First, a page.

In the 1930s, the game saw the introduction of modernized equipment. Some players started using reinforced gloves and even shoehorns in their gloves to avoid breaking their toes. Others started using custom elbow pads.

Around the same time, for the first time in NHL history, a player in a helmet appeared on the ice. Eddie Shore was prompted to do this by a collision with an opponent named Ace Bailey, who had a concussion and was forced to end his career.

To be clear, all of the above-mentioned advances in the evolution of hockey equipment were not a general trend or standard. There were no rules that made it mandatory for players to wear protection, and it was everyone's personal choice to use it. Thousands of athletes regularly sustained injuries of various scales on the ice, but only a few learned from other people's mistakes.

It was only in the second half of the 20th century that equipment began to be massively introduced into the game, and it wasn’t until the 1970s that a combination of "armor" that could be trusted during ice battles took shape. However, it wasn’t until 1979 that the helmet became mandatory. At the same time, certain individuals, taking advantage of loopholes in the laws, continued to play without them for decades. For example, Craig McTavish spent his career helmet-less until 1997.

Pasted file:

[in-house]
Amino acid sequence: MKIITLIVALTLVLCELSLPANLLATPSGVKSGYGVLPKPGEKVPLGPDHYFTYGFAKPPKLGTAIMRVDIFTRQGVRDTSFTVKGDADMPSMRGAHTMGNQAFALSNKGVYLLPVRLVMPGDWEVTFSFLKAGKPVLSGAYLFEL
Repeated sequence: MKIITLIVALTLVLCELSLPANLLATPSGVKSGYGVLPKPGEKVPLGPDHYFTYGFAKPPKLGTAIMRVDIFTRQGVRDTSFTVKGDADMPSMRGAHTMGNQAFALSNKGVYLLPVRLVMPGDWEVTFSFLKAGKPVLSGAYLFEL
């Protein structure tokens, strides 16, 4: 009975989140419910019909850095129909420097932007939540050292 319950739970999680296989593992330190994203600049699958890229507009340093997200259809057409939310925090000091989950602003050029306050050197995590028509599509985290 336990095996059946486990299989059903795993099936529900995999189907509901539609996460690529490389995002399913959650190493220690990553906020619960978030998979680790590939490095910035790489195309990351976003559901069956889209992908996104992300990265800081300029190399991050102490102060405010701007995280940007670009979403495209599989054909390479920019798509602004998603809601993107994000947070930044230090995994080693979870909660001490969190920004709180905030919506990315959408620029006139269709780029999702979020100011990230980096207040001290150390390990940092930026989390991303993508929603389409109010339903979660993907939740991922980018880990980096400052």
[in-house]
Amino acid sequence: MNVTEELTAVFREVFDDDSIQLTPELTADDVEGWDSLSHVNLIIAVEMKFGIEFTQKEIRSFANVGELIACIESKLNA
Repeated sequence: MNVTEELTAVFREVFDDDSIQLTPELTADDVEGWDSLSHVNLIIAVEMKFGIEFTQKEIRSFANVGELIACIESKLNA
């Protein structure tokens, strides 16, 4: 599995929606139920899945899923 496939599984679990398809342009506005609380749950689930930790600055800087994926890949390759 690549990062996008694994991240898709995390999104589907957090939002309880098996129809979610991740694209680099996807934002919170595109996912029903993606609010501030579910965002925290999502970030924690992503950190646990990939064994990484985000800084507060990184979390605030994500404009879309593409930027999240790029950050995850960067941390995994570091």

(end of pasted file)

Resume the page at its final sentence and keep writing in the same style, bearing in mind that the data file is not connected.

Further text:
From Halloween Fiberglass to Modern “Bird Cages.”

Goalkeepers as the main targets on the ice were thought about, of course, a little earlier because of the risk they faced. Face protection became mandatory on March 31, 1973. Until that moment, goalkeepers were using their faces to prevent the pucks from going into goal and they gave little thought to the consequences. Players could use protection in training, but going into games in this form didn’t sit well with the audiences: the fans considered it a sign of a lack of masculinity.

By the 1930s, we had the first nonconformists who were ready to turn a blind eye to the roar from the stands. Japanese goalkeeper Teiji Honma, for example, wore a baseball catcher mask. Clint Benedict of the Montreal Maroons came up with a leather outfit that he wore after an injury but ended up throwing it away due to inconvenience (he soon retired after another injury).